Your heart is made to work. However, heart damage or disease can cause the heart to work harder over longer periods of time. When this happens, heart muscle can gradually stretch and weaken or it can become stiffer. The result is heart failure, meaning your heart no longer has the ability to pump enough blood to meet all of your body's needs. It's a serious disease often with no cure, potentially causing uncomfortable symptoms or death.
If you have heart disease risk factors, addressing them can help keep the disease at bay. If heart failure develops, keeping risk factors under control — through medication use and lifestyle changes — can help you maintain a good quality of life, slow heart failure progression and help you live longer.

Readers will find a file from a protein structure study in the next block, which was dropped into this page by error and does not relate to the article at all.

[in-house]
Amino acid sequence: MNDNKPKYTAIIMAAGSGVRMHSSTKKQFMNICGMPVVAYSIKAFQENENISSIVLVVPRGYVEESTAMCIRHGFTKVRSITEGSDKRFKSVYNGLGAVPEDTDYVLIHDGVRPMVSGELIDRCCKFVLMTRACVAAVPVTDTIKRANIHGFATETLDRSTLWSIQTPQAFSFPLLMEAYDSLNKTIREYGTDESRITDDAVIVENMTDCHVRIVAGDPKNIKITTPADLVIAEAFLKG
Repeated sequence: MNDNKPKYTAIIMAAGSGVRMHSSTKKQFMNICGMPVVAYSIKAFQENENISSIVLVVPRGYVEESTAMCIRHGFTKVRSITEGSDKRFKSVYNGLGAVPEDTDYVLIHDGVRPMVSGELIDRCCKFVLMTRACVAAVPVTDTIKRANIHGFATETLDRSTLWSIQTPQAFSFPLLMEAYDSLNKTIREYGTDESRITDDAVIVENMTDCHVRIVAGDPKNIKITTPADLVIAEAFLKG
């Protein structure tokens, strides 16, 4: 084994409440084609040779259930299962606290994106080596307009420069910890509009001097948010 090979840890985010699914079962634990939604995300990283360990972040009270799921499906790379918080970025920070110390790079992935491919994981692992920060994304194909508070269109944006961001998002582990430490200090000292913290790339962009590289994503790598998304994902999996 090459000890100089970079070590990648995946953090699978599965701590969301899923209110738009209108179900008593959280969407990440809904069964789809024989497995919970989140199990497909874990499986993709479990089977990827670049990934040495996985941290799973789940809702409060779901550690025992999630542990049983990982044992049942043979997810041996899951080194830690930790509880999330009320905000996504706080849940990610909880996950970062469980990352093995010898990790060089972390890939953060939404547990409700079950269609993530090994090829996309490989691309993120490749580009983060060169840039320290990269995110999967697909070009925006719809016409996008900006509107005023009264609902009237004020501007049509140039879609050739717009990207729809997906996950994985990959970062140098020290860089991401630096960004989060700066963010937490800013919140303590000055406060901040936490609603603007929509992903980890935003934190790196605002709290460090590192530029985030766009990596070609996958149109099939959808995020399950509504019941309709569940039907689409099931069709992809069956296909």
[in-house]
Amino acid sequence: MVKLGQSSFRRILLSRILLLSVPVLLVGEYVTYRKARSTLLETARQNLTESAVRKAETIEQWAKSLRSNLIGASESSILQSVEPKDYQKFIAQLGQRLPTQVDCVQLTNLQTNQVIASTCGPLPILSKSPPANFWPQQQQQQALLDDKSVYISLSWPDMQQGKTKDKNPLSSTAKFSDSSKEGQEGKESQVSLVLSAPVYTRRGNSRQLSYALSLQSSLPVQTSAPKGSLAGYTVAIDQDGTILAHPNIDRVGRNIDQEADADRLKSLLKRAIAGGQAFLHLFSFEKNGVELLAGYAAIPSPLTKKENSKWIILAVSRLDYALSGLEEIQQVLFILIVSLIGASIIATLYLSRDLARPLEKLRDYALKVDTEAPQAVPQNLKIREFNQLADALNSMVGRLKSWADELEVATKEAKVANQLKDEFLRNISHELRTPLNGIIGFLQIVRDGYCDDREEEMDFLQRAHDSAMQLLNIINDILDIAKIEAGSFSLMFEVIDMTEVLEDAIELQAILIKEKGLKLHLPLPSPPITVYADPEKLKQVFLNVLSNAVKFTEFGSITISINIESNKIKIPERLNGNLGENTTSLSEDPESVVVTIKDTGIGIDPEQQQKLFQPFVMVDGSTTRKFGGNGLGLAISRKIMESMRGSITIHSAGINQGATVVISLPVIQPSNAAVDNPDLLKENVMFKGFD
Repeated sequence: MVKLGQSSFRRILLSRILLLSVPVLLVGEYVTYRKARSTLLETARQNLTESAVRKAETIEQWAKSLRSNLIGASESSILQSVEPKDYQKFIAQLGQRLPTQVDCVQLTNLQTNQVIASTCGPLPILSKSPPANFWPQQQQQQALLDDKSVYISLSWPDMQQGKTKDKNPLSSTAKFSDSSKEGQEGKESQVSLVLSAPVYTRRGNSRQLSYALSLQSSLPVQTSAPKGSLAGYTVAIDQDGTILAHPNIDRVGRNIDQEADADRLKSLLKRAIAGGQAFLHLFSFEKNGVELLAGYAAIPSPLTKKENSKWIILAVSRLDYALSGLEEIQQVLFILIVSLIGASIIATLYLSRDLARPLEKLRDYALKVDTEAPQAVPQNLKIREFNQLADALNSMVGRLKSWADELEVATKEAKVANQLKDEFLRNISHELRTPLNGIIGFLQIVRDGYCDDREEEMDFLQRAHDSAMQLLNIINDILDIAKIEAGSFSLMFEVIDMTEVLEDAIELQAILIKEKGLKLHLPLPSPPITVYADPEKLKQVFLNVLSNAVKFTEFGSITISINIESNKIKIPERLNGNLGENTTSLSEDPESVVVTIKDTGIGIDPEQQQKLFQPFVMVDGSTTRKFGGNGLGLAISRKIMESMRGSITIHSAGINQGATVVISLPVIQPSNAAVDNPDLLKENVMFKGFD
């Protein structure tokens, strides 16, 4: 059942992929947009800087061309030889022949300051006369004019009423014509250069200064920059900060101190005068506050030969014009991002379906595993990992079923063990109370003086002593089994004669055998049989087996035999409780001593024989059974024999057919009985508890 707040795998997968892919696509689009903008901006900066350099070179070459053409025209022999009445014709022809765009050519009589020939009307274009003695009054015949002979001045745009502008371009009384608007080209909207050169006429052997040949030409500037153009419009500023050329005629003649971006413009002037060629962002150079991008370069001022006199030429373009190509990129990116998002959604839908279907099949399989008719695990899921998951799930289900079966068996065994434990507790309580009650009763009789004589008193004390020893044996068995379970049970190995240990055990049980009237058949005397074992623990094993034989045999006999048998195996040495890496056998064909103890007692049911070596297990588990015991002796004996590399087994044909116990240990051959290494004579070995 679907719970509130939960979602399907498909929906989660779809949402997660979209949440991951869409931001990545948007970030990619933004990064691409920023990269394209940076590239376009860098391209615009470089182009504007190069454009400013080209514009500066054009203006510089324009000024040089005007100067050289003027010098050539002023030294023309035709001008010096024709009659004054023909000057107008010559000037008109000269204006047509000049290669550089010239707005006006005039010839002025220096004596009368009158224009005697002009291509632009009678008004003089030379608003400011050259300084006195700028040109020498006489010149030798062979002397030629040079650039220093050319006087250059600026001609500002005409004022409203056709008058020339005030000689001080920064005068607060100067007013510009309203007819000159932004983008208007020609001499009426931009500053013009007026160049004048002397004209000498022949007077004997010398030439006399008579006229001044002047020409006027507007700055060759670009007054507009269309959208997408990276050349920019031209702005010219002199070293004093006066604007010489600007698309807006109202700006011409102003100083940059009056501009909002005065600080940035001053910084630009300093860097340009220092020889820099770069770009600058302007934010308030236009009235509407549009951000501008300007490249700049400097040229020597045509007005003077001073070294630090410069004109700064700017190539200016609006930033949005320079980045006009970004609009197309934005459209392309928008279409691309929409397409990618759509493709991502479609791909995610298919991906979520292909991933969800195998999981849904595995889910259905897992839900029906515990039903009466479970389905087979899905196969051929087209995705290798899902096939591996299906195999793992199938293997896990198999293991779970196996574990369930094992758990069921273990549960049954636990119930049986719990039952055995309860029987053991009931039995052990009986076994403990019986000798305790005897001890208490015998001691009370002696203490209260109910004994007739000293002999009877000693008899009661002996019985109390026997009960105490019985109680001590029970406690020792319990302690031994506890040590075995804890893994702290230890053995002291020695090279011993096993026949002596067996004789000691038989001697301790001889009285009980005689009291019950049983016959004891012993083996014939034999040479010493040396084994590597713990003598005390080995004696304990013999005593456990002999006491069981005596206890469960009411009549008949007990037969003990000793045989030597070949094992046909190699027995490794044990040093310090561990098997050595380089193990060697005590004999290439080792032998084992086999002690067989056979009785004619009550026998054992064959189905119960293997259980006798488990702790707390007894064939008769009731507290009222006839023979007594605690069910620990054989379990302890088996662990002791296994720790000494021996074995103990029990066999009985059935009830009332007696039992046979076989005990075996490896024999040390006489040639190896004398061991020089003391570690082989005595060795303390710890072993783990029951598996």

Two main types
The heart has two sides. The right side pumps blood coming from the body through the lungs to pick up oxygen. The left side pumps this now oxygenated blood back to the body. Heart failure can involve the right side, left side or both sides of the heart. However, it most commonly starts on the left side, then in later stages involves the right side with time.
Heart failure is divided into two main types. The types are based on the percentage of blood pumped out of your left ventricle, a measurement known as the ejection fraction. The two types include:
- Systolic heart failure — Also called heart failure with...
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